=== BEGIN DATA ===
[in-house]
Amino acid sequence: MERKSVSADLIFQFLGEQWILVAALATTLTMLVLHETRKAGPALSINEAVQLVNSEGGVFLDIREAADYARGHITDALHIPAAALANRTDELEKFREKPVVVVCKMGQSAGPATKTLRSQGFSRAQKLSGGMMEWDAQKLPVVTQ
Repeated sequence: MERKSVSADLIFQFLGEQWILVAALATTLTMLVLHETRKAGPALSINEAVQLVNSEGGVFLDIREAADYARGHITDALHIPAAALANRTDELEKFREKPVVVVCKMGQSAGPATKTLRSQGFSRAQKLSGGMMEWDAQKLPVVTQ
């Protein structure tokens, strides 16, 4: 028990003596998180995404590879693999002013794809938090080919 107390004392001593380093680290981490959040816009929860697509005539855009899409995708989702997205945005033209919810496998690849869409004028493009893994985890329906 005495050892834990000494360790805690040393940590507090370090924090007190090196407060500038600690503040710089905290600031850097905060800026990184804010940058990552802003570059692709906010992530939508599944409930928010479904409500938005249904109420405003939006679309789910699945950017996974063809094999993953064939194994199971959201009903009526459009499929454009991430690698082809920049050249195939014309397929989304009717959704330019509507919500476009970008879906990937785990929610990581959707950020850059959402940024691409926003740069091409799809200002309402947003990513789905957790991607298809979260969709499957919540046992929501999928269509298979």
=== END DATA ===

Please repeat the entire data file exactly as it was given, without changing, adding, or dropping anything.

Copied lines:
[in-house]
Amino acid sequence: MERKSVSADLIFQFLGEQWILVAALATTLTMLVLHETRKAGPALSINEAVQLVNSEGGVFLDIREAADYARGHITDALHIPAAALANRTDELEKFREKPVVVVCKMGQSAGPATKTLRSQGFSRAQKLSGGMMEWDAQKLPVVTQ
Repeated sequence: MERKSVSADLIFQFLGEQWILVAALATTLTMLVLHETRKAGPALSINEAVQLVNSEGGVFLDIREAADYARGHITDALHIPAAALANRTDELEKFREKPVVVVCKMGQSAGPATKTLRSQGFSRAQKLSGGMMEWDAQKLPVVTQ
């Protein structure tokens, strides 16, 4: 028990003596998180995404590879693999002013794809938090080919 107390004392001593380093680290981490959040816009929860697509005539855009899409995708989702997205945005033209919810496998690849869409004028493009893994985890329906 005495050892834990000494360790805690040393940590507090370090924090007190090196407060500038600690503040710089905290600031850097905060800026990184804010940058990552802003570059692709906010992530939508599944409930928010479904409500938005249904109420405003939006679309789910699945950017996974063809094999993953064939194994199971959201009903009526459009499929454009991430690698082809920049050249195939014309397929989304009717959704330019509507919500476009970008879906990937785990929610990581959707950020850059959402940024691409926003740069091409799809200002309402947003990513789905957790991607298809979260969709499957919540046992929501999928269509298979």